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COVALENT BONDS Ch. 8 Study Guide. 1. How do you determine the number of valence electrons in an element? 1. Group # = # of valence electrons.

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Presentation on theme: "COVALENT BONDS Ch. 8 Study Guide. 1. How do you determine the number of valence electrons in an element? 1. Group # = # of valence electrons."— Presentation transcript:

1 COVALENT BONDS Ch. 8 Study Guide

2 1. How do you determine the number of valence electrons in an element? 1. Group # = # of valence electrons

3 2. What is a covalent bond? Atoms held together by sharing electrons

4 3. Compare and contrast ionic and covalent bonds. Ionic Covalent Prefix naming Share electrons Close electronega -tivity -ide ending Lose or gain electrons octet Large difference in electronegativity

5 4. Give an example of a molecular formula, perspective drawing, a structural formula, and a ball-and-stick molecular model. Molecular Formula  NH3 (g) Structural Formula Space-filling molecular model Ball-and –stick molecular model Perspective drawing N H H H

6 5. How does the octet rule apply to covalent bonding? Elements will share electrons in order to have 8 electrons on their outer most energy level.

7 6. How do electron dot structures represent shared electrons? Each pair of electrons (one from each atom) represents a single bond If 2 electrons are donated by each atom then a double bond is formed. If 3 electrons are donated by each atom then a triple bond is formed. Circles show the electrons being shared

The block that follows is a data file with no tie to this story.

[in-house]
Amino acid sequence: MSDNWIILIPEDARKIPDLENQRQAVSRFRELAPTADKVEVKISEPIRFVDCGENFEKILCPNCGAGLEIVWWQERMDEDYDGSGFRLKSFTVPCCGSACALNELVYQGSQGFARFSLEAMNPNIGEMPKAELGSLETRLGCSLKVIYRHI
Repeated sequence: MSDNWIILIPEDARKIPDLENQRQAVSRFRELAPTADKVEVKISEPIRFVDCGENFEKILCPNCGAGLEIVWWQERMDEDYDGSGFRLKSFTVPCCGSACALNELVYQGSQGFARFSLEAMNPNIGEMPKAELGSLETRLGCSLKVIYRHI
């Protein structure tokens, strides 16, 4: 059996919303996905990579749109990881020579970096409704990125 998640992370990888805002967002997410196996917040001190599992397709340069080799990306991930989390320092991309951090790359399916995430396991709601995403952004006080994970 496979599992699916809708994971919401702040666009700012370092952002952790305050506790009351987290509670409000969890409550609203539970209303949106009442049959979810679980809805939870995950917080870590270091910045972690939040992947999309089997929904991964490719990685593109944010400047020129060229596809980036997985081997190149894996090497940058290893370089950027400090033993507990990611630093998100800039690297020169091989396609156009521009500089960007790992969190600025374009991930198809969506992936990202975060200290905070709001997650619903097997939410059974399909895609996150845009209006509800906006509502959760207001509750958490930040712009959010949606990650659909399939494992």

8 7. Draw the electron dot structure for the following molecules: H 2 0 b. CH 4

9 8. How do atoms form single, double, and triple covalent bonds? Single bond= one electron from each atom Double bond= two electrons from each atom Triple bond= three electrons from each atom

10 9. Do all of the electrons in an atom bond with those of another atom? What are the two different pairs called? Not all electrons are involved in a bond  Non-bonding pairs  Bonding paris

11 10. What is the VSEPR theory? The repulsion between electron pairs causes molecular shapes to adjust so that the valence- electron pairs stay as far apart as possible

12 11. Apply the VSEPR theory to draw the following molecules geometrically. PF 5 H 2 S HCN

13 12. Compare and contrast nonpolar and polar bonds. -ide ending Lose or gain electrons polar nonpolar Electrons are pulled toward one element Electrons shared equally Valence electrons CH 4 HCl Pull on electrons

14 13. What is electronegativity? The ability of an element to attract electrons

15 14. What is the trend of Electronegativity on the periodic table? Lower left hand corner has the lowest electronegativity Upper right hand corner has the highest electronegativity

16 15. List 2 ways you can tell if a molecule is polar or nonpolar. Polar molecule has one end that is slightly negative and the other end is slightly positive nonpolar covalent  H-H moderately polar covalent  H-Cl very polar covalent  H-F ≥2.0 Ionic  Na + Cl -

17 16. Determine whether the following molecules are polar or nonpolar. H2S SO3

18 17. List the prefixes used for naming covalent compounds. Mono Di Tri Tetra Penta Hexa Hepta Octa

19 18. Name the following covalent compounds: SCl 4 Si 2 Br 6

20 19. Write the formula for the following compounds: A. carbon tetrabromide- CBr4 B. diphosphorus trioxide- P2O3

21 20. Explain how polarity applies to paper chromatography. The more polar the material the more it will travel up the chromatography paper.

22 21.Explain the term “like dissolves like” A polar solute will dissolve a polar solvent A nonpolar solute will dissolve a polar solvent

23 22. What is hydrogen bonding? When hydrogen bonds with a very electronegative element it is polar hydrogen will appear positive The hydrogen is then attracted to another molecule that is also polar The hydrogen will bond to the end that appears negative


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